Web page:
Food and hospitality businesses have been in the review game the longest, so you and your client both probably already know about these sites. However, I’d feel remiss not mentioning them, so here goes.
Restaurants, cafes, food trailers, bakeries, and anyone in the food business should also be sure to manage their listings on:
- Zomato (formerly UrbanSpoon)
Hotels, motels, and travel agents should monitor listings on:
Auto industry businesses will want to optimize reviews on:
It’s also a good idea for all businesses to take a look at their Indeed and GlassDoor profiles. Bad reviews can keep good employees out.
Which Review Sites Matter Most for Your Business?
As I covered in How to Optimize for Google’s “Reviews Around the Web”, the best way to prioritize the most critical sites for your client’s business is by observing which sites are already showing up when you search for “best [your industry + location] reviews.”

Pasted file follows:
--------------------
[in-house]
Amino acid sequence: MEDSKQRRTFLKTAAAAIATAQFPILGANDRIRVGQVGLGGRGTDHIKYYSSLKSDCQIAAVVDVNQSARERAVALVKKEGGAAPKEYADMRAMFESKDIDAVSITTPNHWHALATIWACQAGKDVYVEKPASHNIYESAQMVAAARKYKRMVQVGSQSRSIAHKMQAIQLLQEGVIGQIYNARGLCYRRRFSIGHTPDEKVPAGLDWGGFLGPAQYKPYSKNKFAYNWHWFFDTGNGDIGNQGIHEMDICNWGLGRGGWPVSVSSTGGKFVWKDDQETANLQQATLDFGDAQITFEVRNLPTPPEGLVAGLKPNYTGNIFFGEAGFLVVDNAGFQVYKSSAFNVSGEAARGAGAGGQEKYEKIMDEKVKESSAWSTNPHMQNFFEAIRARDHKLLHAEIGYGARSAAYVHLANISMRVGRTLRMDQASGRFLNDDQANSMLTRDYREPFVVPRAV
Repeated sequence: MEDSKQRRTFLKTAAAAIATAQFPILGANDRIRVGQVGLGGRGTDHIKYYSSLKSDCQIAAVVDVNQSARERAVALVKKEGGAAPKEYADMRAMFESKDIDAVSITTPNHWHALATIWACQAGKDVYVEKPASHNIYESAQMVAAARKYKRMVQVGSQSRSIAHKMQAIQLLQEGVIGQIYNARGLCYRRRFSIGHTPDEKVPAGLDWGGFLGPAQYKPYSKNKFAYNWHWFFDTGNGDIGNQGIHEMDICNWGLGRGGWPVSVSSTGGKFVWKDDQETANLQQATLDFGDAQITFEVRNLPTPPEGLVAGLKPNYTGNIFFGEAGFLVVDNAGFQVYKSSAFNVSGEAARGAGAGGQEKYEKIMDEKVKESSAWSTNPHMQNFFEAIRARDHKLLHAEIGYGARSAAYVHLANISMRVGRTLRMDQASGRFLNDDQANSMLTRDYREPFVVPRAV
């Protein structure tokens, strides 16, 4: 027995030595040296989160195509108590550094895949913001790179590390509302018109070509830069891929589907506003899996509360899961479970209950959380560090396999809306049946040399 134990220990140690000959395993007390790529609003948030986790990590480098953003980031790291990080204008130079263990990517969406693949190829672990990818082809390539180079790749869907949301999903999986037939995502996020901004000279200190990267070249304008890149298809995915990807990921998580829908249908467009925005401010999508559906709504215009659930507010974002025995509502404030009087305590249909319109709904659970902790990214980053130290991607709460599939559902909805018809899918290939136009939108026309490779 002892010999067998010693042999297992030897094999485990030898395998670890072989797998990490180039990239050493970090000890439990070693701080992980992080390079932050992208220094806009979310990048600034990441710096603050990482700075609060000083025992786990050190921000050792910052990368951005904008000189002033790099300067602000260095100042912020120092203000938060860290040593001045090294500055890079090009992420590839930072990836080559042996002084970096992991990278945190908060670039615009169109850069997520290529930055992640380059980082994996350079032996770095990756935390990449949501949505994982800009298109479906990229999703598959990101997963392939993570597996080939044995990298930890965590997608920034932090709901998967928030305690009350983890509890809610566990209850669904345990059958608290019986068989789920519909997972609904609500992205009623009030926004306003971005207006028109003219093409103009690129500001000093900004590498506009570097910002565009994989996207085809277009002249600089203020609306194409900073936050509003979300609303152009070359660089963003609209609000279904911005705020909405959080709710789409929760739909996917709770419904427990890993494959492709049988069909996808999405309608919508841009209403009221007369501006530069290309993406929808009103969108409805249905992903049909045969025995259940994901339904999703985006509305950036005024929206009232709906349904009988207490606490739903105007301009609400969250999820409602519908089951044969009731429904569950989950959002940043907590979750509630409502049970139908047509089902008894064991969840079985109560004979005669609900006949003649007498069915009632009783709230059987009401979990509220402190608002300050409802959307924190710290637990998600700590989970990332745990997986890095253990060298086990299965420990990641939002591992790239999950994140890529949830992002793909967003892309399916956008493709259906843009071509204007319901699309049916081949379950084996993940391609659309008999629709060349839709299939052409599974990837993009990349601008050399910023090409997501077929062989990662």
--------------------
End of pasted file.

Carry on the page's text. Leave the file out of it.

The results are likely to include Google, Yelp, Facebook, and perhaps TripAdvisor, depending on your client’s industry. Besides the directory and review sites, there might also be one or two blog posts appearing on page 1. These blogs are excellent backlink opportunities for your client.
Once you have a list of review sites, prioritize the ones where your client either has no rating or a negative star rating. Start a regular outreach program asking happy customers to review.
You’ll also want to help your client respond to the reviews that are already out there.
Niche review sites are an excellent way for your client to show up on hard-to-rank queries like “best [industry] in [city]” or “[business type] near me.” Get your client’s business listed on the relevant sites for their niche, boost their profile with a positive 4+ star rating, and help customers find them.
Featured Image: Pixabay
Screenshots by Amelia Willson. Taken June 2017.